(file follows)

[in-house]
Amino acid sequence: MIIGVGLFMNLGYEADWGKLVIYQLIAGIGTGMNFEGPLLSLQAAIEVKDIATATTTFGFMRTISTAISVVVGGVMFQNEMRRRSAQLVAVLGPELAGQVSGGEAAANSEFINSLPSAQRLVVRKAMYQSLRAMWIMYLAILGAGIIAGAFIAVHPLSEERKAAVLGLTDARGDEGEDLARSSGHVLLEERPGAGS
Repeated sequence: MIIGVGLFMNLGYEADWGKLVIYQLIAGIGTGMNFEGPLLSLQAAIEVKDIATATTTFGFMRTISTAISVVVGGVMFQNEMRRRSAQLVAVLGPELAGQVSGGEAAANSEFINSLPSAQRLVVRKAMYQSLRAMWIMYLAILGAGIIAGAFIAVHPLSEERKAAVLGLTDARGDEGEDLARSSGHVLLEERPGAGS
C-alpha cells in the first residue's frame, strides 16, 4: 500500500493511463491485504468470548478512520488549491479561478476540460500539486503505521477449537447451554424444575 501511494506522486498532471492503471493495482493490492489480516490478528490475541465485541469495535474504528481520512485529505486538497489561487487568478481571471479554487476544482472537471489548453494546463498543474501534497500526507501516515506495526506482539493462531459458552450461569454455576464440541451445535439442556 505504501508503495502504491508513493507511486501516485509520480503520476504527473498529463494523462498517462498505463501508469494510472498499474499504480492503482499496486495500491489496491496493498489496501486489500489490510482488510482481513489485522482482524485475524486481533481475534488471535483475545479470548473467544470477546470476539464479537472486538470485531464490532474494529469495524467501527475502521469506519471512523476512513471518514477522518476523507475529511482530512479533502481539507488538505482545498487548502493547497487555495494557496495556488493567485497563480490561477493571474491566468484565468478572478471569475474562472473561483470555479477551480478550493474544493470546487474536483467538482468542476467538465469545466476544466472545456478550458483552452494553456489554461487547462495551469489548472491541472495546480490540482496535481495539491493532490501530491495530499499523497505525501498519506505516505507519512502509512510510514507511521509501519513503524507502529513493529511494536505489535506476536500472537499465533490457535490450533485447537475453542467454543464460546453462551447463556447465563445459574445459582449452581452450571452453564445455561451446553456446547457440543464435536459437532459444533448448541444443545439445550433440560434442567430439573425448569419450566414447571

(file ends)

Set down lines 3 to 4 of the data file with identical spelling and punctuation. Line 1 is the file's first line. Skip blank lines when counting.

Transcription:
Repeated sequence: MIIGVGLFMNLGYEADWGKLVIYQLIAGIGTGMNFEGPLLSLQAAIEVKDIATATTTFGFMRTISTAISVVVGGVMFQNEMRRRSAQLVAVLGPELAGQVSGGEAAANSEFINSLPSAQRLVVRKAMYQSLRAMWIMYLAILGAGIIAGAFIAVHPLSEERKAAVLGLTDARGDEGEDLARSSGHVLLEERPGAGS
C-alpha cells in the first residue's frame, strides 16, 4: 500500500493511463491485504468470548478512520488549491479561478476540460500539486503505521477449537447451554424444575 501511494506522486498532471492503471493495482493490492489480516490478528490475541465485541469495535474504528481520512485529505486538497489561487487568478481571471479554487476544482472537471489548453494546463498543474501534497500526507501516515506495526506482539493462531459458552450461569454455576464440541451445535439442556 505504501508503495502504491508513493507511486501516485509520480503520476504527473498529463494523462498517462498505463501508469494510472498499474499504480492503482499496486495500491489496491496493498489496501486489500489490510482488510482481513489485522482482524485475524486481533481475534488471535483475545479470548473467544470477546470476539464479537472486538470485531464490532474494529469495524467501527475502521469506519471512523476512513471518514477522518476523507475529511482530512479533502481539507488538505482545498487548502493547497487555495494557496495556488493567485497563480490561477493571474491566468484565468478572478471569475474562472473561483470555479477551480478550493474544493470546487474536483467538482468542476467538465469545466476544466472545456478550458483552452494553456489554461487547462495551469489548472491541472495546480490540482496535481495539491493532490501530491495530499499523497505525501498519506505516505507519512502509512510510514507511521509501519513503524507502529513493529511494536505489535506476536500472537499465533490457535490450533485447537475453542467454543464460546453462551447463556447465563445459574445459582449452581452450571452453564445455561451446553456446547457440543464435536459437532459444533448448541444443545439445550433440560434442567430439573425448569419450566414447571